The Management Summary expands on a few themes in the catalogue, although the content describing some of the event tech advances and the impact of the sharing economy on meetings is relatively rudimentary from a U.S. perspective. The most compelling research is in the last half of the document detailing six next-generation conference formats, including “co-working, hybrid, and multisite” event designs.
The takeaways from those six formats then inform the Future Meeting Room research to help planners design different room layouts to facilitate different types of learning, mostly for small to mid-size meetings. The value here is especially interesting for non-traditional meeting venues, such as universities, industrial and scientific companies, and creative commercial businesses, which can potentially use this research to attract more group events.
Discover German Expertise
The GCB’s jump into content marketing really started with the national Discover German Expertise meetings strategy launched in 2012. The convention bureau began encouraging the local city bureaus to promote themselves based on their specific knowledge-based expertise in advanced industries, versus merely their tourism-based infrastructure and meetings facilities.
As Skift covered before, the goal was, and is, to drive competitive advantage in the evolving global meetings market that prioritizes talent and technology over spaces and places.
Promoting a German city, for example, based on the volume of high-tech auto manufacturing in the region, will attract conferences revolving around automotive sales and distribution, engineering, IT, logistics and mobility, advanced electronics and materials, etc.
According to Schultze, the general idea didn’t exactly fly off the shelves across Germany right away. At the beginning, the local convention bureaus were comfortable selling their cities to meeting planners the same way they sold to group-package tourists, promoting the hotels, restaurants, and tour operators for large numbers of people, while tossing in various conference facilities to the mix.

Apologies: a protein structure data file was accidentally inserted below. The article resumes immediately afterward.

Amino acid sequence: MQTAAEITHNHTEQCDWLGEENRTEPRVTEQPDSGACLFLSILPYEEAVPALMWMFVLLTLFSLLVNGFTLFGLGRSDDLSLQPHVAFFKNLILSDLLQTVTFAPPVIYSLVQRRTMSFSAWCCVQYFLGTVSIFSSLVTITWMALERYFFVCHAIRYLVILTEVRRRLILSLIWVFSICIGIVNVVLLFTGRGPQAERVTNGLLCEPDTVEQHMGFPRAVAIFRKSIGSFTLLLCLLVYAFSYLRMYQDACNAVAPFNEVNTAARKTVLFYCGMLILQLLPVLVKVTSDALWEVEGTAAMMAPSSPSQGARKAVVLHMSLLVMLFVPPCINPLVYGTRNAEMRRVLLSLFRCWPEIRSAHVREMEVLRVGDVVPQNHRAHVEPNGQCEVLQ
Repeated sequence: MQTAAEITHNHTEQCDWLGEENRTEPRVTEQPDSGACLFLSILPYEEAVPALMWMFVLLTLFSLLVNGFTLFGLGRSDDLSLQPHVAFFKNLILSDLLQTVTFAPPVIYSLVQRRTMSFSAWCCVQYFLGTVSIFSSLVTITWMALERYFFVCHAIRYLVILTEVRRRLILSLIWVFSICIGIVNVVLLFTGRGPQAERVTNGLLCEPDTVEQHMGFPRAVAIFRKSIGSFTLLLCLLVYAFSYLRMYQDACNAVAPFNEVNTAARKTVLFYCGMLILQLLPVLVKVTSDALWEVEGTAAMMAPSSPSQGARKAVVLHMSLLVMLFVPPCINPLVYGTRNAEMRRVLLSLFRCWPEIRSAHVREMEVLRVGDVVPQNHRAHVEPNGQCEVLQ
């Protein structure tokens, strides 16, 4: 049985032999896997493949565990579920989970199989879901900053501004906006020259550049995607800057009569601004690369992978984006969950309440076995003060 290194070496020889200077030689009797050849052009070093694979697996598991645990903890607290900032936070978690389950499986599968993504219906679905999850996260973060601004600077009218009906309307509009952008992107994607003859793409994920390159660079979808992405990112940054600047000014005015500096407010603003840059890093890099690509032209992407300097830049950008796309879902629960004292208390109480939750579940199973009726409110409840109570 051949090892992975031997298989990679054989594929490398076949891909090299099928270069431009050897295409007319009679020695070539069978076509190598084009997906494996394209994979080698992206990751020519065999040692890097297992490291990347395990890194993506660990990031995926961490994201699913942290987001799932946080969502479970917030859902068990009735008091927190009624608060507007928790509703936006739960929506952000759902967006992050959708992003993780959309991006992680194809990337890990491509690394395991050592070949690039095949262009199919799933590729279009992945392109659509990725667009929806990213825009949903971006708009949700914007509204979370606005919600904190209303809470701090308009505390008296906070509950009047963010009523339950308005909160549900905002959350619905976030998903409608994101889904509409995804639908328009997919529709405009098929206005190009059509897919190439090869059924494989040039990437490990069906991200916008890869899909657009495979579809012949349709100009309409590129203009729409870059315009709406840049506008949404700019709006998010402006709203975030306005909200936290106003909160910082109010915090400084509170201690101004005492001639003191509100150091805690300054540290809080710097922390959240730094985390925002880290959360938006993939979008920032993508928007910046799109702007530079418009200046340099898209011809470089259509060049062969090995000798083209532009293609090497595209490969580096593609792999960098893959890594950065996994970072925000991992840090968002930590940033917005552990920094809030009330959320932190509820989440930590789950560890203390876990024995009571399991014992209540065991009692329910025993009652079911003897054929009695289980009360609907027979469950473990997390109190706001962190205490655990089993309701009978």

“When we first did the research in 2012, about 80 percent of meeting planners told us that it is important to align the content of the meeting with the expertise of the region,” Schultze said. “But back then, only 29 percent of the destination marketing organizations, the hotels, and conference centers in Germany said that was an important marketing tool at the time.”
Since 2012, the GCB has consistently pounded home the message of sector expertise as a destination differentiator, both internally and toward meeting planners worldwide.
“Today it’s almost 50 percent of all destinations, hotels, and venues in Germany that are working with this kind of strategy now,” Schultze explained. “So we can clearly see an increase in the importance and implementation of our vision throughout Germany.”
The new GCB website was specifically funded and developed to drive that percentage higher.
Following the roll-out of the Discover German Expertise campaign, the GCB published two trend reports in 2013: “Meetings and Conventions 2030: A Study of Megatrends Shaping Our Industry,” and “The Evolution of Germany’s Meeting and Convention Industry.” Anyone can request both of those at the GCB’s download page.
And then in 2014, the GCB began promoting its emphasis on destination expertise marketing more in the Meetings & EventBarometer study tracking the performance of the German meetings industry.
That series of research platforms illustrates the GCB’s content strategy to develop thought leadership around both macro trends for the industry at large and more micro, granular destination research to drive exposure toward its specific industry partners.
New GCB Content Push In 2017
Schultze said that the GCB’s mission in 2017 will focus on showing the regional convention bureaus how to develop more sophisticated meetings-specific content. The goal is for the cities to all be delivering the same messaging across their local channels, which can then be shared to a wider audience on the national platform.